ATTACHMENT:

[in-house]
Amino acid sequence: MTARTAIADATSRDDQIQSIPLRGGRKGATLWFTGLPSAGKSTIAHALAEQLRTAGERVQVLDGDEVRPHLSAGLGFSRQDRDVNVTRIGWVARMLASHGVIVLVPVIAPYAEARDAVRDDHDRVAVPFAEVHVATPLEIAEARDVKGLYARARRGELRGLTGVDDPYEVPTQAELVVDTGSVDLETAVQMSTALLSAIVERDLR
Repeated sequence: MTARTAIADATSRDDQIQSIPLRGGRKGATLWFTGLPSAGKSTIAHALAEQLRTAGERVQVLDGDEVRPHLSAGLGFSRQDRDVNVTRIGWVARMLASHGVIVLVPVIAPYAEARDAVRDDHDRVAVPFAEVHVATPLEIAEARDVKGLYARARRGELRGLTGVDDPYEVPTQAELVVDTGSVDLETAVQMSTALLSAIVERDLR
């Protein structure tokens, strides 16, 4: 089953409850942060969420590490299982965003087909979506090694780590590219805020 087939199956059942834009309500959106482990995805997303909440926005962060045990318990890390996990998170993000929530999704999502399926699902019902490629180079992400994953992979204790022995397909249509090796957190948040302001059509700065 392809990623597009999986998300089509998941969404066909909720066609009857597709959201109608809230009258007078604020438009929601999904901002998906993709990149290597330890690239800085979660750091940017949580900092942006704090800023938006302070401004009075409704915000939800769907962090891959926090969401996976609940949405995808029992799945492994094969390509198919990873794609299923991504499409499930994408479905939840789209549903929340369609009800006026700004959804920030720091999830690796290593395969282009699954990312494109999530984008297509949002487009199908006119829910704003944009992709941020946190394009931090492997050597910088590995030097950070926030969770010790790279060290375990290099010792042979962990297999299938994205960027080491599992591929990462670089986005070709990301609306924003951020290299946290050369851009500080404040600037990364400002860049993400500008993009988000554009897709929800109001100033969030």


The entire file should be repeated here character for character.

[in-house]
Amino acid sequence: MTARTAIADATSRDDQIQSIPLRGGRKGATLWFTGLPSAGKSTIAHALAEQLRTAGERVQVLDGDEVRPHLSAGLGFSRQDRDVNVTRIGWVARMLASHGVIVLVPVIAPYAEARDAVRDDHDRVAVPFAEVHVATPLEIAEARDVKGLYARARRGELRGLTGVDDPYEVPTQAELVVDTGSVDLETAVQMSTALLSAIVERDLR
Repeated sequence: MTARTAIADATSRDDQIQSIPLRGGRKGATLWFTGLPSAGKSTIAHALAEQLRTAGERVQVLDGDEVRPHLSAGLGFSRQDRDVNVTRIGWVARMLASHGVIVLVPVIAPYAEARDAVRDDHDRVAVPFAEVHVATPLEIAEARDVKGLYARARRGELRGLTGVDDPYEVPTQAELVVDTGSVDLETAVQMSTALLSAIVERDLR
């Protein structure tokens, strides 16, 4: 089953409850942060969420590490299982965003087909979506090694780590590219805020 087939199956059942834009309500959106482990995805997303909440926005962060045990318990890390996990998170993000929530999704999502399926699902019902490629180079992400994953992979204790022995397909249509090796957190948040302001059509700065 392809990623597009999986998300089509998941969404066909909720066609009857597709959201109608809230009258007078604020438009929601999904901002998906993709990149290597330890690239800085979660750091940017949580900092942006704090800023938006302070401004009075409704915000939800769907962090891959926090969401996976609940949405995808029992799945492994094969390509198919990873794609299923991504499409499930994408479905939840789209549903929340369609009800006026700004959804920030720091999830690796290593395969282009699954990312494109999530984008297509949002487009199908006119829910704003944009992709941020946190394009931090492997050597910088590995030097950070926030969770010790790279060290375990290099010792042979962990297999299938994205960027080491599992591929990462670089986005070709990301609306924003951020290299946290050369851009500080404040600037990364400002860049993400500008993009988000554009897709929800109001100033969030």